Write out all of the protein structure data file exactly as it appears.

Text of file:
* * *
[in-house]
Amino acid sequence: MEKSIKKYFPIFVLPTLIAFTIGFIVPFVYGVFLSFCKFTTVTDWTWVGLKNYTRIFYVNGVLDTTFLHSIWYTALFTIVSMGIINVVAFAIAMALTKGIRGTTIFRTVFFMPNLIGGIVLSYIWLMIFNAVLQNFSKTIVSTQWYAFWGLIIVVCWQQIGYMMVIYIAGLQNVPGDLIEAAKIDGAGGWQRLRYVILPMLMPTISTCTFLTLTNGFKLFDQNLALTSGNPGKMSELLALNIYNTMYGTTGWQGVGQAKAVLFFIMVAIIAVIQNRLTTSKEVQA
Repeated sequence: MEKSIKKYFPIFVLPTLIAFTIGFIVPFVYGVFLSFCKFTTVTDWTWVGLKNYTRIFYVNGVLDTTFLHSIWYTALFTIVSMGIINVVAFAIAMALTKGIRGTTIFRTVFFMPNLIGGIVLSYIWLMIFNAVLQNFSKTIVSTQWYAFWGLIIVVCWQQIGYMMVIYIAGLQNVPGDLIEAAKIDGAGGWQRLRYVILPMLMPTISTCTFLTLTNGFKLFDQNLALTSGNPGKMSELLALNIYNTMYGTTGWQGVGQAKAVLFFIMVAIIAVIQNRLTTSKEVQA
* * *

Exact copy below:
[in-house]
Amino acid sequence: MEKSIKKYFPIFVLPTLIAFTIGFIVPFVYGVFLSFCKFTTVTDWTWVGLKNYTRIFYVNGVLDTTFLHSIWYTALFTIVSMGIINVVAFAIAMALTKGIRGTTIFRTVFFMPNLIGGIVLSYIWLMIFNAVLQNFSKTIVSTQWYAFWGLIIVVCWQQIGYMMVIYIAGLQNVPGDLIEAAKIDGAGGWQRLRYVILPMLMPTISTCTFLTLTNGFKLFDQNLALTSGNPGKMSELLALNIYNTMYGTTGWQGVGQAKAVLFFIMVAIIAVIQNRLTTSKEVQA
Repeated sequence: MEKSIKKYFPIFVLPTLIAFTIGFIVPFVYGVFLSFCKFTTVTDWTWVGLKNYTRIFYVNGVLDTTFLHSIWYTALFTIVSMGIINVVAFAIAMALTKGIRGTTIFRTVFFMPNLIGGIVLSYIWLMIFNAVLQNFSKTIVSTQWYAFWGLIIVVCWQQIGYMMVIYIAGLQNVPGDLIEAAKIDGAGGWQRLRYVILPMLMPTISTCTFLTLTNGFKLFDQNLALTSGNPGKMSELLALNIYNTMYGTTGWQGVGQAKAVLFFIMVAIIAVIQNRLTTSKEVQA